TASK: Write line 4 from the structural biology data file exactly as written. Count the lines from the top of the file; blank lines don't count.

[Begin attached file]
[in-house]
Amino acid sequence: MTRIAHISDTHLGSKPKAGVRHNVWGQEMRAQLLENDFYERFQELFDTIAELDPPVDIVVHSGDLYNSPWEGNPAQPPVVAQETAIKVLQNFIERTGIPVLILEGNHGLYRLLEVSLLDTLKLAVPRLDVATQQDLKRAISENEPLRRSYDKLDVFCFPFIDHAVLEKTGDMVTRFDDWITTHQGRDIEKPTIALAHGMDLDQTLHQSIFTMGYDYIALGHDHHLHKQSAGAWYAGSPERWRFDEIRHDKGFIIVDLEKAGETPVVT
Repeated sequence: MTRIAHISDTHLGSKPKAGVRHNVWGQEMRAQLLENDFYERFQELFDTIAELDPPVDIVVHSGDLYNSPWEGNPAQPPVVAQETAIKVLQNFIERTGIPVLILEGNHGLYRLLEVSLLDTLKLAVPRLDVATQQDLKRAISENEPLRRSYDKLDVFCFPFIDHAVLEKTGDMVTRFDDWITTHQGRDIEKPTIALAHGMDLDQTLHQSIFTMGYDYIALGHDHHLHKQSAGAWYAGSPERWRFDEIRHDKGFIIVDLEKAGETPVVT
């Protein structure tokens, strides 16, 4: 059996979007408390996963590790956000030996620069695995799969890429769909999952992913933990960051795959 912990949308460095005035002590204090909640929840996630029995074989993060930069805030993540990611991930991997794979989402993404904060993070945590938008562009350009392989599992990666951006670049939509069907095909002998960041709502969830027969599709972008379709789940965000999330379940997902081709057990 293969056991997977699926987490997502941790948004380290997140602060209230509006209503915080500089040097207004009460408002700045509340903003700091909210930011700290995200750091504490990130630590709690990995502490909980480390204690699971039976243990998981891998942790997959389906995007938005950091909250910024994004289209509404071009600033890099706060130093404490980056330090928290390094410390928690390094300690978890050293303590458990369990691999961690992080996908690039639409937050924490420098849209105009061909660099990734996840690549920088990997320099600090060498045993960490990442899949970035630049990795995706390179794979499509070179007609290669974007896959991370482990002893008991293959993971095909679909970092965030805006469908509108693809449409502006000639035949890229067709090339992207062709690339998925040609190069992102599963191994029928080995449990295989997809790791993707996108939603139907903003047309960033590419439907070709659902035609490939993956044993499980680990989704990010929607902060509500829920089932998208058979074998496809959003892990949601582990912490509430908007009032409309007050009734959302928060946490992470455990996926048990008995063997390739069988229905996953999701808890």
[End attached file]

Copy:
């Protein structure tokens, strides 16, 4: 059996979007408390996963590790956000030996620069695995799969890429769909999952992913933990960051795959 912990949308460095005035002590204090909640929840996630029995074989993060930069805030993540990611991930991997794979989402993404904060993070945590938008562009350009392989599992990666951006670049939509069907095909002998960041709502969830027969599709972008379709789940965000999330379940997902081709057990 293969056991997977699926987490997502941790948004380290997140602060209230509006209503915080500089040097207004009460408002700045509340903003700091909210930011700290995200750091504490990130630590709690990995502490909980480390204690699971039976243990998981891998942790997959389906995007938005950091909250910024994004289209509404071009600033890099706060130093404490980056330090928290390094410390928690390094300690978890050293303590458990369990691999961690992080996908690039639409937050924490420098849209105009061909660099990734996840690549920088990997320099600090060498045993960490990442899949970035630049990795995706390179794979499509070179007609290669974007896959991370482990002893008991293959993971095909679909970092965030805006469908509108693809449409502006000639035949890229067709090339992207062709690339998925040609190069992102599963191994029928080995449990295989997809790791993707996108939603139907903003047309960033590419439907070709659902035609490939993956044993499980680990989704990010929607902060509500829920089932998208058979074998496809959003892990949601582990912490509430908007009032409309007050009734959302928060946490992470455990996926048990008995063997390739069988229905996953999701808890």